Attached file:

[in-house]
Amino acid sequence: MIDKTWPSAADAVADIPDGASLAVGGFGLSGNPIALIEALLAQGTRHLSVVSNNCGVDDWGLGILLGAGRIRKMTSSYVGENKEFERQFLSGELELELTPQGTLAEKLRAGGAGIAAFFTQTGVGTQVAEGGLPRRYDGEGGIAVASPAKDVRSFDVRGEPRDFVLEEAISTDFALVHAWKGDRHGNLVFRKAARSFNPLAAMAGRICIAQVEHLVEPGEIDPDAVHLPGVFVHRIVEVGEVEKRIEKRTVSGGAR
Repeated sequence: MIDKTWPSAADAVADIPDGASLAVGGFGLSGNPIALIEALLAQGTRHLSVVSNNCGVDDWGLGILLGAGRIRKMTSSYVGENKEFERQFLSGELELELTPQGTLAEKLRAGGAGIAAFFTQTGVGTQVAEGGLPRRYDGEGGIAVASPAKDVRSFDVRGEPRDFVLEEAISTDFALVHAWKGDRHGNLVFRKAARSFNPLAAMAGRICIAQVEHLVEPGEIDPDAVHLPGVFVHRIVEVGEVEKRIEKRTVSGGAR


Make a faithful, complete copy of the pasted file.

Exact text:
[in-house]
Amino acid sequence: MIDKTWPSAADAVADIPDGASLAVGGFGLSGNPIALIEALLAQGTRHLSVVSNNCGVDDWGLGILLGAGRIRKMTSSYVGENKEFERQFLSGELELELTPQGTLAEKLRAGGAGIAAFFTQTGVGTQVAEGGLPRRYDGEGGIAVASPAKDVRSFDVRGEPRDFVLEEAISTDFALVHAWKGDRHGNLVFRKAARSFNPLAAMAGRICIAQVEHLVEPGEIDPDAVHLPGVFVHRIVEVGEVEKRIEKRTVSGGAR
Repeated sequence: MIDKTWPSAADAVADIPDGASLAVGGFGLSGNPIALIEALLAQGTRHLSVVSNNCGVDDWGLGILLGAGRIRKMTSSYVGENKEFERQFLSGELELELTPQGTLAEKLRAGGAGIAAFFTQTGVGTQVAEGGLPRRYDGEGGIAVASPAKDVRSFDVRGEPRDFVLEEAISTDFALVHAWKGDRHGNLVFRKAARSFNPLAAMAGRICIAQVEHLVEPGEIDPDAVHLPGVFVHRIVEVGEVEKRIEKRTVSGGAR